U.S. Energy Secretary Steven Chu announced today the completion of a successful, unprecedented test of technology in the North Slope of Alaska that was able to safely extract a steady flow of natural gas from methane hydrates – a vast, entirely untapped resource that holds enormous potential for U.S. economic and energy security. Building upon this initial, small-scale test, the Department is launching a new research effort to conduct a long-term production test in the Arctic as well as research to test additional technologies that could be used to locate, characterize and safely extract methane hydrates on a larger scale in the U.S. Gulf Coast.So, what the heck are "methane hydrates?" See here:
One concern stirred by any long-term warming in the Arctic is that deposits of methane hydrates might warm enough to naturally release methane - which, according to some theories, might contribute to global warming because methane is a "greenhouse" gas. Being able to tap into such methane hydrates and mine them for their natural gas would provide another, potentially huge, source of natural gas. Natural gas is, of course, considered a "clean" fuel. So, using the gas trapped in the methane hydrates might work to preclude the "methane hydrate" disaster some have predicted:
Paleoclimatologists now believe that large scale, natural methane hydrate releases have been partly but significantly responsible for short-cycle global warming and global cooling cycles in the past. The recent discoveries in the Arctic, in fact, are thought to suggest that methane releases have contributed to the global warming that has occurred since the last ice age 15,000 years ago. Gulf of Mexico:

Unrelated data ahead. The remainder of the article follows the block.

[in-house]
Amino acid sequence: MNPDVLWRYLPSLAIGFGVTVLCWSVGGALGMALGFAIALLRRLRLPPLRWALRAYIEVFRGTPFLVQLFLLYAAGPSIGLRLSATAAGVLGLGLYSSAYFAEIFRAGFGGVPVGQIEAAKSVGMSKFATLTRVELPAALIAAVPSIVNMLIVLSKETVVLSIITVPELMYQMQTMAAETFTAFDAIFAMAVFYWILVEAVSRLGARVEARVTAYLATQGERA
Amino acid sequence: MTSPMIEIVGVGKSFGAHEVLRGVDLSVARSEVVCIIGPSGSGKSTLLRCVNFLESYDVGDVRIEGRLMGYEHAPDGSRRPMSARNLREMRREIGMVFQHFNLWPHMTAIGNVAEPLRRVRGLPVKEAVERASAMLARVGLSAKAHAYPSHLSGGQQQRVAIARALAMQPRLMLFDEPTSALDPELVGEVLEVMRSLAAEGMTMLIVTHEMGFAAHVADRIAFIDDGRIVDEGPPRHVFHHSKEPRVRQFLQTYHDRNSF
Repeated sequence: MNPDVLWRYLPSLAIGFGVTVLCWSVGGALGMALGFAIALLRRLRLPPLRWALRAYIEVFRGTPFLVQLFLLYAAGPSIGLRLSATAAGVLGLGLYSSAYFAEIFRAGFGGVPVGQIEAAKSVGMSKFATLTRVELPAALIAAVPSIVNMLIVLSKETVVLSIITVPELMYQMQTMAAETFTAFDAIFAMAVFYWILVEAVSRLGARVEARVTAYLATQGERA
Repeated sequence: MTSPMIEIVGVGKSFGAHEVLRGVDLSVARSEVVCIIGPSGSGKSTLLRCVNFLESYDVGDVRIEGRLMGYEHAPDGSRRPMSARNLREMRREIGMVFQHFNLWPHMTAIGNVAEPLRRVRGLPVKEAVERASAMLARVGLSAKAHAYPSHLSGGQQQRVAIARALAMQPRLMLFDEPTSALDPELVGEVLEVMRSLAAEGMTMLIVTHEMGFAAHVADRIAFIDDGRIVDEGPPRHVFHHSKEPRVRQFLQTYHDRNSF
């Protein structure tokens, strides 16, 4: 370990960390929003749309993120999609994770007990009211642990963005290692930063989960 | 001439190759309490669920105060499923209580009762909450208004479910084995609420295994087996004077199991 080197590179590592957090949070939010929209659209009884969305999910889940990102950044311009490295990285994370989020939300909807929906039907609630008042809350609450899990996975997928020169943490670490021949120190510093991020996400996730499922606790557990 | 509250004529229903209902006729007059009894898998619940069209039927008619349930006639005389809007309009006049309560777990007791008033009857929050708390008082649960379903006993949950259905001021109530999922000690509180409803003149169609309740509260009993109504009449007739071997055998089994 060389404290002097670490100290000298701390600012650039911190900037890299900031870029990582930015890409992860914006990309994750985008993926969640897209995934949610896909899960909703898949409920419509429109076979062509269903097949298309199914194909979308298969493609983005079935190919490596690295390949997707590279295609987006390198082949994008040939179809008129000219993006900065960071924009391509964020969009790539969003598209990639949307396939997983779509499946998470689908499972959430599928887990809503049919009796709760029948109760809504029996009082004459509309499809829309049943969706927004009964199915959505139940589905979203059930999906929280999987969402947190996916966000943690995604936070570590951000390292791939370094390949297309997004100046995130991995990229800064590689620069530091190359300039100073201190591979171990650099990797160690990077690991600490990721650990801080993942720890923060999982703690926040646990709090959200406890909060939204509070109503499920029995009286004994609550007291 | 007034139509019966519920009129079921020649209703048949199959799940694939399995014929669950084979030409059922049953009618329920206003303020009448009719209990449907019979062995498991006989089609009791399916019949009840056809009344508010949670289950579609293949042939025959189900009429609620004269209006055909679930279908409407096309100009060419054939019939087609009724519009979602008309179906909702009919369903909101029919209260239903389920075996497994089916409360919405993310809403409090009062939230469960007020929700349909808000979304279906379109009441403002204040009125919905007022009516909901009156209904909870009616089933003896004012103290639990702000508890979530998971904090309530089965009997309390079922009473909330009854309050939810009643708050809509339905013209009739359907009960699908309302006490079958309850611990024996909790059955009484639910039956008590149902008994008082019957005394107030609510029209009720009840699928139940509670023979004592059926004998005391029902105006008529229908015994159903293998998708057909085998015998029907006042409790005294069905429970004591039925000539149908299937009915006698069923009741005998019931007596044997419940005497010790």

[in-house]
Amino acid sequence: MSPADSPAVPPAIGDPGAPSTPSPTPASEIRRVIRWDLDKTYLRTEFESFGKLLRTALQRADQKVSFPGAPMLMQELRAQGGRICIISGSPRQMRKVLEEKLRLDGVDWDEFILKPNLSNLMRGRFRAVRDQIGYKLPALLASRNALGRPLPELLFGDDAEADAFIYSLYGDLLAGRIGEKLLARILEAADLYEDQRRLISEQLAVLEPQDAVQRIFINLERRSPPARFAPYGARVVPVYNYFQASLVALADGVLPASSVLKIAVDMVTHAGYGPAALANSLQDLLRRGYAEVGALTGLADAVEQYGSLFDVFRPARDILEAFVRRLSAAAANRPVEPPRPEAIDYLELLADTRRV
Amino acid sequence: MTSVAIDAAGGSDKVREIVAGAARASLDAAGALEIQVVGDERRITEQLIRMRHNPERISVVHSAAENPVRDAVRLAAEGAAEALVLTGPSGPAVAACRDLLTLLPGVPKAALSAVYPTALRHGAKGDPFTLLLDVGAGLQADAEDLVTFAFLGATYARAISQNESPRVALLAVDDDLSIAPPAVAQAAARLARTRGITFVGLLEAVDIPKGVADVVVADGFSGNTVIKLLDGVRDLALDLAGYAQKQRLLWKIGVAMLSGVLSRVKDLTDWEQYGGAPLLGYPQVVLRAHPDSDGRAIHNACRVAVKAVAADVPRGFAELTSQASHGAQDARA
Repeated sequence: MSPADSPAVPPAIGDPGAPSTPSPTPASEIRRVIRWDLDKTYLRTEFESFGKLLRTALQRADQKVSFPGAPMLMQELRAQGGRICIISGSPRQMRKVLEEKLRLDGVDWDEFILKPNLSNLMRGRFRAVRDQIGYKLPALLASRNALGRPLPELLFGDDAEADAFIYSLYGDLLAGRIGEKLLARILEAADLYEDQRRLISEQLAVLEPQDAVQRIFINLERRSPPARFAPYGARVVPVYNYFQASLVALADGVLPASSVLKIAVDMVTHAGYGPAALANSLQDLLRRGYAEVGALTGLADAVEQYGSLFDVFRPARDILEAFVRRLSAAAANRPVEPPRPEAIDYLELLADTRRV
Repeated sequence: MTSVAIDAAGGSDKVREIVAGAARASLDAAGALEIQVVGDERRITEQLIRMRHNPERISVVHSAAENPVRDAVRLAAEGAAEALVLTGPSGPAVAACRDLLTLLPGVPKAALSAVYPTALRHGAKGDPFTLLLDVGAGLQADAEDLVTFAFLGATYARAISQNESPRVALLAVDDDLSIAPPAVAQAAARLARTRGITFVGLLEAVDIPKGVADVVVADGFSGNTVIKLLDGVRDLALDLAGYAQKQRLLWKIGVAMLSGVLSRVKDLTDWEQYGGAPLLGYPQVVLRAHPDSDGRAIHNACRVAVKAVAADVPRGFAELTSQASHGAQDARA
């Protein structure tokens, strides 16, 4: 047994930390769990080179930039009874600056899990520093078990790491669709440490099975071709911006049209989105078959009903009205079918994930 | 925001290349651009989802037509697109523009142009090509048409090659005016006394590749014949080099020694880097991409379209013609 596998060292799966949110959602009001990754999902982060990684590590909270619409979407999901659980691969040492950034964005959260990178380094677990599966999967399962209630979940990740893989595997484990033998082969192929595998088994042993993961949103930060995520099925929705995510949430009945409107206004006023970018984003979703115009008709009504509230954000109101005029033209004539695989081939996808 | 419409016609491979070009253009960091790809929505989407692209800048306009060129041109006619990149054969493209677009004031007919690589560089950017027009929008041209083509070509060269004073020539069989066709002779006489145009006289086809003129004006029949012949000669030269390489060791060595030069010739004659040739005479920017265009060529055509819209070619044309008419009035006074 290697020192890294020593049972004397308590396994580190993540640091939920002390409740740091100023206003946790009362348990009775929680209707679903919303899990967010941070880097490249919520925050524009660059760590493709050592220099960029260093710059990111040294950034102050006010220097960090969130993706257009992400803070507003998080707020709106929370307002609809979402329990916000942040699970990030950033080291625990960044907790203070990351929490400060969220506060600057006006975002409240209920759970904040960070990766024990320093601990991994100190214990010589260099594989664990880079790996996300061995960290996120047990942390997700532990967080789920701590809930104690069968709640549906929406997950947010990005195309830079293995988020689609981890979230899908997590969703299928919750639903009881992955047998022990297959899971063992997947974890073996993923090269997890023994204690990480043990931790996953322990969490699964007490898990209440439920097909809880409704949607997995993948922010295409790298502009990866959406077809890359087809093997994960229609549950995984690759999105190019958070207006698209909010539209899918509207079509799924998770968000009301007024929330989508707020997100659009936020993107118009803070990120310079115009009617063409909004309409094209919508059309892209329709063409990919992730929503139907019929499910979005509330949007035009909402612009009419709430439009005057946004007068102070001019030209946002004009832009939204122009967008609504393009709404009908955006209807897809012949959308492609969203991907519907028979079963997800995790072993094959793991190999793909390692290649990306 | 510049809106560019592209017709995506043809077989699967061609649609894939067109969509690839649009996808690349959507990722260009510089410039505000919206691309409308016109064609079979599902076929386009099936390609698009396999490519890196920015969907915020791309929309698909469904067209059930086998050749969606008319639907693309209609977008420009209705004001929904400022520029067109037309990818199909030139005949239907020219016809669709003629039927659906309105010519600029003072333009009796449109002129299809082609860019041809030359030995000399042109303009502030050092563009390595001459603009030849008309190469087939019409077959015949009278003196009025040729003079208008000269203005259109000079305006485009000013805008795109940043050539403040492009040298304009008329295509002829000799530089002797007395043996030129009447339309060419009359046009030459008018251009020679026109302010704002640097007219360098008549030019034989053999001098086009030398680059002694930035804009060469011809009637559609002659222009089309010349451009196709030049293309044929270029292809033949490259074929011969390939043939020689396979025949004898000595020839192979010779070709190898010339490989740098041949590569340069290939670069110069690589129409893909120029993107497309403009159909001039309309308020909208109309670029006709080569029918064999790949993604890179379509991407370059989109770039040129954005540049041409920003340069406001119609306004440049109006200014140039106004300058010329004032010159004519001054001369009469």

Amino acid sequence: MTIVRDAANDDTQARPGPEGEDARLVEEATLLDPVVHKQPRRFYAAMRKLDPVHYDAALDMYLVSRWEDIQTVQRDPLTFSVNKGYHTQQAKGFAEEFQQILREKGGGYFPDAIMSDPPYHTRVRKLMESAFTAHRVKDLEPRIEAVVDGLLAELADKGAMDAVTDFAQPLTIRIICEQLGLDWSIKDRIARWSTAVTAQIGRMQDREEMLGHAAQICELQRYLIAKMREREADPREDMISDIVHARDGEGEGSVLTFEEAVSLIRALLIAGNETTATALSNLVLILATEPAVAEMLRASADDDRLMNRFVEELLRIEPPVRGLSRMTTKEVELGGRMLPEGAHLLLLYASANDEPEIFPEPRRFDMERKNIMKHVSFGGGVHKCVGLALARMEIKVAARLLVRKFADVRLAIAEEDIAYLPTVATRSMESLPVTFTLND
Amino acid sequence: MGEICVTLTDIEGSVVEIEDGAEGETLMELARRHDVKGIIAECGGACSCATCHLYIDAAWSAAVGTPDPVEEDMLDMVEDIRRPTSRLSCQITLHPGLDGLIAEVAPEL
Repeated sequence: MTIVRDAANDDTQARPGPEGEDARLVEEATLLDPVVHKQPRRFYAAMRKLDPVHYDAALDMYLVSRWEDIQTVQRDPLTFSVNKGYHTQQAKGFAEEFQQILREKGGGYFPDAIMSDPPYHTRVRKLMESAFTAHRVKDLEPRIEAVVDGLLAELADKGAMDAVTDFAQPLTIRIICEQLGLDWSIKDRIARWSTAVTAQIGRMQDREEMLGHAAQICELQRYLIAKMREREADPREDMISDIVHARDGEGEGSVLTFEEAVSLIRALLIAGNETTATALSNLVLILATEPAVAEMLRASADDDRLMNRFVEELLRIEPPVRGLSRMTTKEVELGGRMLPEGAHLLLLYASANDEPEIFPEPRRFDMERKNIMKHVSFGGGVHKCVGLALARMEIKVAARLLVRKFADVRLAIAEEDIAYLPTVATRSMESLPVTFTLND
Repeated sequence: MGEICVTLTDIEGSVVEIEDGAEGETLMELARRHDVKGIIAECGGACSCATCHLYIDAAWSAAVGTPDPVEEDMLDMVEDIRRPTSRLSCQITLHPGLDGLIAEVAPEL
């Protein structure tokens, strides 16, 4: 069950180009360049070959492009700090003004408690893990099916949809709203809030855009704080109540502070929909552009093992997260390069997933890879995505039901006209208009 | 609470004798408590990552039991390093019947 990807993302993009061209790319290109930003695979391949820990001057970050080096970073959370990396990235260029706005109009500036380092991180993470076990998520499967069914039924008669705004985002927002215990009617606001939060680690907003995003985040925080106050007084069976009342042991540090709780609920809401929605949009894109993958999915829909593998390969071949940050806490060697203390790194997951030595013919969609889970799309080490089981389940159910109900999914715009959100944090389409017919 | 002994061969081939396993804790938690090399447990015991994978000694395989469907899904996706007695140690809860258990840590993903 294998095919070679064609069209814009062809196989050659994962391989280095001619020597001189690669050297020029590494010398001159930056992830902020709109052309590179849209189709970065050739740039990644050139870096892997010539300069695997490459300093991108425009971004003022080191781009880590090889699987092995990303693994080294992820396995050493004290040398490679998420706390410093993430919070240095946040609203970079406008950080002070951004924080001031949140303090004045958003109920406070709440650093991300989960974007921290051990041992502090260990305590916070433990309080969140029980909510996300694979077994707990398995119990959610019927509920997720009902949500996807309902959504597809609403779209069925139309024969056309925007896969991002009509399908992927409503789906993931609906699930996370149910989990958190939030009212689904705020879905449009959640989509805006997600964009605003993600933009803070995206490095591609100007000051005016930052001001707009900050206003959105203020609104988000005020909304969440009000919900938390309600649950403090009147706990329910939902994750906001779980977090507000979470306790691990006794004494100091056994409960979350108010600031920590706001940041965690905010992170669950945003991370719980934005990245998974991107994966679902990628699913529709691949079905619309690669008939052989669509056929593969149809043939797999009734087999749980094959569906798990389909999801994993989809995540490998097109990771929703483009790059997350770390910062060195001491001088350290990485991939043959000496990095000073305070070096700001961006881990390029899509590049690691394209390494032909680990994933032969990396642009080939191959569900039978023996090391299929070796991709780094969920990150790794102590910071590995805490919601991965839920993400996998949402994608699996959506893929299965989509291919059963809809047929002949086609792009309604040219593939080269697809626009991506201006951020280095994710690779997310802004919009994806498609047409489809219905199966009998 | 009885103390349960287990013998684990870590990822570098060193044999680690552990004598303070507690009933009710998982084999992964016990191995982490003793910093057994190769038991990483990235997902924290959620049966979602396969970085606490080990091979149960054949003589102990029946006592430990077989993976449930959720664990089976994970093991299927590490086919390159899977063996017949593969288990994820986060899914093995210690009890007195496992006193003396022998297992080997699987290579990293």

The problem is that these methane releases have a strong positive feedback loop. As they increase the warming of the atmosphere that warming in turn increases methane release which in turn increases warming which in turn releases more...... You get the picture. Acceleration of global warming through this positive feedback loop, by increased methane concentration in the atmosphere, far more than CO2 concentrations, represents, to paleoclimatologists, a far greater risk of pushing us into the Venus effect, runaway global warming.
On May 6, 2009, the U.S. Department of Energy (DOE) National Energy Technology Laboratory (NETL)in collaboration with the U.S. Geological Survey (USGS), the U.S. Minerals Management Service, an industry research consortium led by Chevron, and others completed a landmark gas hydrate drilling expedition. The objective of the 21-day expedition was to confirm that gas hydrate can and does occur at high saturations within reservoir-quality sands in the Gulf of Mexico. This objective was fully met, with highly saturated hydrate-bearing sands discovered in at least in two of three sites drilled.
Gas hydrate is a unique substance comprised of natural gas (almost exclusively methane) in combination with water. Gas hydrate is thought to exist in great abundance in nature and has the potential to be a significant new energy source to meet future energy needs. However, prior to this expedition, there was little documentation that gas hydrate occurred in resource-quality accumulations in the marine environment.
Running out of energy, are we? Seems like we are not.
Just learning to develop the resources better.
DOE press release on Arctic work here. All images from DOE.
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